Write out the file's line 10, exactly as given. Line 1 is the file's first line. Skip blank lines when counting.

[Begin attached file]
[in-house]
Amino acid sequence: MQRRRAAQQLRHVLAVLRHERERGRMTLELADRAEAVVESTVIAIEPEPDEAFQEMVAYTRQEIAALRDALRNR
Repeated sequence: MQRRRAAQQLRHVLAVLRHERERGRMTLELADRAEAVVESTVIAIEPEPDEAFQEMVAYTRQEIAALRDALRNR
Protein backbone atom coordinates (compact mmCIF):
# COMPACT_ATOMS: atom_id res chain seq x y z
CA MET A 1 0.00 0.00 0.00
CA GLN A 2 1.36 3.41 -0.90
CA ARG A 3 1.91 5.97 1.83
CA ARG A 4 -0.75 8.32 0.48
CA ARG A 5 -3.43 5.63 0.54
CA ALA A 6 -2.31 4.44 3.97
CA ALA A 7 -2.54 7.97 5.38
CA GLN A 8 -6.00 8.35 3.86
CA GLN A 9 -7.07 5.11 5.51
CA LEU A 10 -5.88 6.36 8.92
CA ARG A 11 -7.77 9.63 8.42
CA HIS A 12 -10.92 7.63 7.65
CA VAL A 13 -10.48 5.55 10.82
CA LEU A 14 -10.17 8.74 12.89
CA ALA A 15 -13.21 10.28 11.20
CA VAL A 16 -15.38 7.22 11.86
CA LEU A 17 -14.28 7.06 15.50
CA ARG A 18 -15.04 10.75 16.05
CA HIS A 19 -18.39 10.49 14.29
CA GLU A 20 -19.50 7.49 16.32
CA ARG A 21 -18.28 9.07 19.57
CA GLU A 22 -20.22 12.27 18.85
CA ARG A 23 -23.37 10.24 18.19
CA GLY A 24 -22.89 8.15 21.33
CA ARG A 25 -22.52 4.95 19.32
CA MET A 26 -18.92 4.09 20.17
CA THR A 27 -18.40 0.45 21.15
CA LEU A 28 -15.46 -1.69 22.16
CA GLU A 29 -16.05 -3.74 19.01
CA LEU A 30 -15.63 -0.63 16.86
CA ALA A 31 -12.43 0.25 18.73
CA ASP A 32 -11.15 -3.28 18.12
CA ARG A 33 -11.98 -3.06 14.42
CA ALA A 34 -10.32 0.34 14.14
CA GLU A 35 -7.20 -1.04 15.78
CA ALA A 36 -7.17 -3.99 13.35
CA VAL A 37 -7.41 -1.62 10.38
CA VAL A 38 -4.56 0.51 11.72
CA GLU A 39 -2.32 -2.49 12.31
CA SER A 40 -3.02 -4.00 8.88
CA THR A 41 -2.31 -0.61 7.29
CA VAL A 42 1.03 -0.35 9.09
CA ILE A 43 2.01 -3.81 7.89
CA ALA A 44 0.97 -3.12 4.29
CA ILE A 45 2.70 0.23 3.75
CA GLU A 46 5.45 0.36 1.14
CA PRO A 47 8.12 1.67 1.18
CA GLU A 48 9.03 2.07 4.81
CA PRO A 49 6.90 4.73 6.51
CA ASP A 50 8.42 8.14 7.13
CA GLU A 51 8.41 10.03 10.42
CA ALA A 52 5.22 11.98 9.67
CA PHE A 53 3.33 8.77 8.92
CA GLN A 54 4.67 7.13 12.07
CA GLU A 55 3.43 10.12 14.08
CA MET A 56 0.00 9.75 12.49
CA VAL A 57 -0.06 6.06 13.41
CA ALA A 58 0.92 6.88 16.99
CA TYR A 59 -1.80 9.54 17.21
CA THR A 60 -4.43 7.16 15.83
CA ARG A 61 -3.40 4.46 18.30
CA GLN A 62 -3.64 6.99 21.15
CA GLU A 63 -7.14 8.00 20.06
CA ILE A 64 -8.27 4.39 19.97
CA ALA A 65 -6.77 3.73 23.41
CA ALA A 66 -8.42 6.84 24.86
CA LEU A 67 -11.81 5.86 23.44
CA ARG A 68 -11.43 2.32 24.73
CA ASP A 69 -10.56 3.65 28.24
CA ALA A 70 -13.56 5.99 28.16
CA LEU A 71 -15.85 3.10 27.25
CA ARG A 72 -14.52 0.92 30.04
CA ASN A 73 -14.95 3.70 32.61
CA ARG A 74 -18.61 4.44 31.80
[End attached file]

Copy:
CA ARG A 5 -3.43 5.63 0.54